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These $56 earbuds converted me to open-ear headphones (and they're very super comfy)

I never loved the idea of open-ear headphones, but the Baseus Elie Sport 1 have changed my mind.
Written by Jack Wallen, Contributing Writer
The Baseus Eli Sport 1 open-ear headphones.
Jack Wallen/ZDNET

ZDNET's key takeaways

  • The Baseus Eli Sport 1 headphones are available now on Amazon for just $55.
  • Even with the open-ear design, the Sport 1 produce rich bass, clear highs, and the right amount of mids to create a clean, smooth sound.
  • The controls for these headphones can be tricky, and if you use them for indoor exercise, you might find sweat collecting in your ears.

Are they earbuds or headphones? Sometimes the distinction can get a bit blurry.

According to Baseus, the Eli Sport 1 are open-ear earbuds, but I would argue that any device that transmits sounds into the ears that do not fit into the ears are headphones. I digress.

Truth be told, I've never been a big fan of open-ear headphones. It wasn't until I tried the Soundcore Aerofit Pro that I saw the benefits of such earphones. Up until then, I relied on bone-conducting headphones for running. The reason for that? Sweat, of which I produce copious amounts.

Also: Sennheiser's new earbuds solve one of my biggest problems as a runner

Over the years, I've ruined at least a dozen earbuds (even those designed for sweaty activities) and had to move away from earbuds for exercising. Bone-conducting headphones were ideal for such situations because they didn't sit inside my ears, where sweat could pool and seep into the buds to destroy them like the oxygen destroyer killed Godzilla.

So, when Baseus sent me a pair of Sport 1 to test, I was far more open to the idea. I strapped them on, went out for a run, and found myself enjoying the beautiful sounds spilling into my ears. I had a few other takeaways, too, as I break down below.

View at Amazon

The tech specs

  • IPX4 waterproof
  • 16.2 mm bio-fiber drivers
  • Directional air conduction to eliminate sound leaks
  • Detachable, adjustable neckband
  • 7.5 hours of play on a single charge with up to 30 hours with the charging case
  • 4 ENC mics used by AI noise cancellation
  • In-app customization for button controls and EQ (as well as locating your headphones)
  • Available in black or white.
  • Price - $55.99 on Amazon

My experience

I'll start by saying I didn't bother with the Baseus app. Why? The default EQ was very impressive, so much so that the sound didn't require any tweaking. I'm also not nearly as picky about sound when I'm running. The Eli Sport 1 sounded much better than any bone-conducting headphones I've ever used and even better than the Soundcore Aerofit. There was plenty of bass, clear highs, and just the right amount of mids to keep the sound from becoming tiresome or tinny. And no matter what genre I listened to, I could hear everything clearly. That's a big plus over bone-conducting headphones because, when running on busy streets music can sometimes be drowned out by the ambient noise.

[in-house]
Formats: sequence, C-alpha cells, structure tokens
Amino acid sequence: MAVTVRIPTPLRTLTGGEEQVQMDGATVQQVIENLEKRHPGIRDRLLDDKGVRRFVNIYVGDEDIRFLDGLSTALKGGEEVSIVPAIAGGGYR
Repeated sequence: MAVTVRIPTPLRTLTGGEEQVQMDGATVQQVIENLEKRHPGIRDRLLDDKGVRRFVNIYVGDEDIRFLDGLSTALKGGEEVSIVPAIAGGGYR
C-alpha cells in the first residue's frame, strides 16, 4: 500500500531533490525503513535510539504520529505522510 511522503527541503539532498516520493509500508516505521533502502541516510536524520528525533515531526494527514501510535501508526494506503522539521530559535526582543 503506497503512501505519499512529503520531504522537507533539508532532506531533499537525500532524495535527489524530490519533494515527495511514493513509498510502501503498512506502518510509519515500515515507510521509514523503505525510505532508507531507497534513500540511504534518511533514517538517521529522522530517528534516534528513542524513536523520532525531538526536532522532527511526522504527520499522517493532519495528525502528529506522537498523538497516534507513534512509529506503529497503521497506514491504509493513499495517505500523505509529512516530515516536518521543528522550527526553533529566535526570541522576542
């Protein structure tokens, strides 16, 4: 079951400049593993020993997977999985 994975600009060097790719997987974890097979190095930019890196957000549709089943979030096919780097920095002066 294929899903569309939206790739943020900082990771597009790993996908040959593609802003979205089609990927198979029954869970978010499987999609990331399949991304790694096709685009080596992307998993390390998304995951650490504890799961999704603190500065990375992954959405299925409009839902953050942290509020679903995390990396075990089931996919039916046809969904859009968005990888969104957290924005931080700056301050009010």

lso: Why I run with these $80 earbuds instead of bone-conduction headphones

That leads me to the first issue I have: the form factor. Open-ear headphones do not allow nearly as much ambient noise in as bone-conducting headphones. That's fine if you're not running on busy streets. But when I'm pounding pavement alongside cars and cyclists, I like to hear everything going on around me. To do that with the Eli Sport 1, I have to turn down the volume a bit, which means in softer passages, I might miss some music. That's an okay trade-off for my safety.

My next nit to pick is indirectly related to my problem with earbuds and exercise. Unlike bone-conducting headphones, there's nothing preventing air from entering the ears and drying any collected sweat. Although the open-ear design does a far better job than earbuds (and you don't have to worry your sweat will destroy the electronics), I've found sweat can still collect in your ear, but only if you're exercising indoors. Running outside, it's no problem. If you're on any indoor equipment, such as a treadmill or rowing machine, where there's no air to pass through your ears, sweat can collect. 

Finally, let's talk about music control. This is another area where open-ear headphones tend to lag behind bone-conducting headphones. The controls are on the outside edges of each device, so when you tap to control playback, it almost feels as if the headphones might fly off your ear. Because of that, it takes time to get used to controlling your music. I would have much preferred a physical button for this, but that's just my personal quirk. 

Also: Why I ditched my bone conduction headphones for these 'wired' earbuds

One other important point is comfort. I've used these headphones for 10 and seven-mile runs and found them to be very comfortable. There's no fatigue, even after a couple of pavement-pounding hours. That's a big plus for me.

 Case in point, they've become my default headphones for rowing because I can hear everything so clearly (whether I'm on the rowing machine or the treadmill). Of course, for outdoor running, I still default to bone-conducting headphones (so I can better hear traffic). 

ZDNET's buying advice

The Baseus Eli Sport 1 have become my default headphones for exercising (including rowing) because I can hear everything so clearly. Of course, for outdoor running, I still default to bone-conducting headphones so I can better hear traffic. 

But for a penny less than $56, the Baseus Eli Sport 1 headphones are a mega bargain. The sound is rich and clear, the fit is comfortable (and stable), and the battery life can last for over seven hours on a full charge. 

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